“Race” made its Broadway premiere in November of 2009 with James Spader, David Alan Grier, Kerry Washington and Richard Thomas in the four key roles. The story focuses on three lawyers, two black and one white, who team up to defend Charles Strickland, a wealthy white man accused of a sexual assault on a black woman. In the Capital Rep production, Strickland is played by Wynn Harmon. West plays Henry Brown, a black attorney also defending Strickland, while the third member of the defense team is Susan, a young black female attorney new to the firm, played by Thomas.
“A small room, smart articulate characters and explosive subject matter make this a directing challenge and thrilling ride for the actors and audience,” said Mancinelli-Cahill. “Mamet is a masterful wordsmith. He demands attention to every syllable. Actors have to tackle his dialogue as they might poetry, listening for the rhythm.”
For Crane, the primary goal is to remain true to the character that Mamet created.
“There are some very difficult issues in the play, and the idea is to deal with them as the character and not try to let any of your own ideas into it,” said Crane. “If you’re faced with playing a character with prejudice then that’s what you do. You can’t really incorporate your own emotions into the story. I think Mamet is a great writer and he’s trying to stimulate a conversation about race. I think that’s great. We still need to talk about it.”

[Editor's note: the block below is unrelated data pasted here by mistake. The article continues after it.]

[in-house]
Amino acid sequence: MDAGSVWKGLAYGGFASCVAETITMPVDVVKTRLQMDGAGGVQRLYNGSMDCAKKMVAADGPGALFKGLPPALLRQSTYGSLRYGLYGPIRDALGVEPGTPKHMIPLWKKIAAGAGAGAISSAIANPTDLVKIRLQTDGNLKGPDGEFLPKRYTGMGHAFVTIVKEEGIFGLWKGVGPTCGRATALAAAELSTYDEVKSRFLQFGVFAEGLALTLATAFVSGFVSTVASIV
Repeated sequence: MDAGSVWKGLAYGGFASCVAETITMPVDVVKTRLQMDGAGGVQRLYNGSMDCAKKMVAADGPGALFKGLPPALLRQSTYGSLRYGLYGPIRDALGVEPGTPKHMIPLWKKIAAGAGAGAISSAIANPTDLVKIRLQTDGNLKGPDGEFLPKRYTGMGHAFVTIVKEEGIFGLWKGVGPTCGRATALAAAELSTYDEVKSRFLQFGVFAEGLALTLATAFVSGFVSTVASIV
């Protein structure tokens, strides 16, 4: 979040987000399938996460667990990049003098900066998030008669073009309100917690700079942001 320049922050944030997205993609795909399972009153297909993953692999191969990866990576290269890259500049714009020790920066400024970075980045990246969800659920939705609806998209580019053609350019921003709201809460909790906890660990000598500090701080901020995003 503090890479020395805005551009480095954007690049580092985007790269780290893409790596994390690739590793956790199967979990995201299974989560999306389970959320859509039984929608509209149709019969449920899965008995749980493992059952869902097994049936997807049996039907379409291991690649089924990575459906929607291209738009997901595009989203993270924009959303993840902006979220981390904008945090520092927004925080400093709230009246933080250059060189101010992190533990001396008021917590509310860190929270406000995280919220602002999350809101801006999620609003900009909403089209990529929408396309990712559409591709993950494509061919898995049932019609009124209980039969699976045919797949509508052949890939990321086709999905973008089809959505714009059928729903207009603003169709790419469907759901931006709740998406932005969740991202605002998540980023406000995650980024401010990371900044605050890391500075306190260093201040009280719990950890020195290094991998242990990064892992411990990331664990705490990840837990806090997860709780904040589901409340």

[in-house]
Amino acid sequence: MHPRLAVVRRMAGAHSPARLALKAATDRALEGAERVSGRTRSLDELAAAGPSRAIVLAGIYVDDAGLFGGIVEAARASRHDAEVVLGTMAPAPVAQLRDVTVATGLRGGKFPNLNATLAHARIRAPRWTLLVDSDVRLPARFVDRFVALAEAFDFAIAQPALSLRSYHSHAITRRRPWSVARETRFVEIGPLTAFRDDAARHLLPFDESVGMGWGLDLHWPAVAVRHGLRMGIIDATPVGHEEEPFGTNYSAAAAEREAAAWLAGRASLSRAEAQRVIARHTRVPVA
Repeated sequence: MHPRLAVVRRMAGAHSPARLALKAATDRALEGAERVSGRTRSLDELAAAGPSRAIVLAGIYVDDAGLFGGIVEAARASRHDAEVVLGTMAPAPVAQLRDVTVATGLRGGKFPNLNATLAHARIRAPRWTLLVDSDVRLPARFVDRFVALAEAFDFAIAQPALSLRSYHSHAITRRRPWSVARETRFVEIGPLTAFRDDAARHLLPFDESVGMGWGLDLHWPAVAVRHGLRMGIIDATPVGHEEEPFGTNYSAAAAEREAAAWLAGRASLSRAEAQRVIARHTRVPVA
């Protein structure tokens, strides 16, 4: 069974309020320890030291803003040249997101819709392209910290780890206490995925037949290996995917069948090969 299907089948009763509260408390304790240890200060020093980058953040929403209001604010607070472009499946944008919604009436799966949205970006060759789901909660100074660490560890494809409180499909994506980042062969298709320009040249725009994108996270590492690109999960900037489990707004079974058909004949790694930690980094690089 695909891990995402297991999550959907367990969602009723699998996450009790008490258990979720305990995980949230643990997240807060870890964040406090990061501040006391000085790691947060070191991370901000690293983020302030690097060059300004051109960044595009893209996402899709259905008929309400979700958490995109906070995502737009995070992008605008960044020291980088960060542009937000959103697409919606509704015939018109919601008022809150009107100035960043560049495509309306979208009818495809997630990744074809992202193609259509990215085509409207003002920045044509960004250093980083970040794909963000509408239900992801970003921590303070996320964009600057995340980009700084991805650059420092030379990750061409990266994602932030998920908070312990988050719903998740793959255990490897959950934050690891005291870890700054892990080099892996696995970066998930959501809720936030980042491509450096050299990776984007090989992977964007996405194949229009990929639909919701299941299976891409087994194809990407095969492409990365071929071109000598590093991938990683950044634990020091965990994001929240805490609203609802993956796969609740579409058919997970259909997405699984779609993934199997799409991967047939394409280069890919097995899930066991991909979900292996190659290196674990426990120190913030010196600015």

Points of view
The play, according to Crane, isn’t so much about whether or not the defendant is guilty.
“I think Mamet set it in the theater of the law because the issue of innocence or guilt is almost irrelevant sometimes to the practice of law,” he said. “Your duty is to state your case and tell your story, and through all of that we’re never quite sure of what our biases or prejudices are. I think every point of view out there is equally represented at some time by one of the four characters in this play. It’s a great piece of work by a guy who you can tell really loves the theater.”
While Crane and Thomas are both making their Capital Rep debut, Harmon played Gremio in the 2008 Capital Rep production of “The Taming of the Shrew.” West, who was born in New York City but grew up in Albany, has done more TV and film work in his career, including a role as a baseball player in Kevin Costner’s 1999 film, “For Love of the Game.” He last performed at Capital Rep as the Rev. Sykes in “To Kill a Mockingbird” in 2010.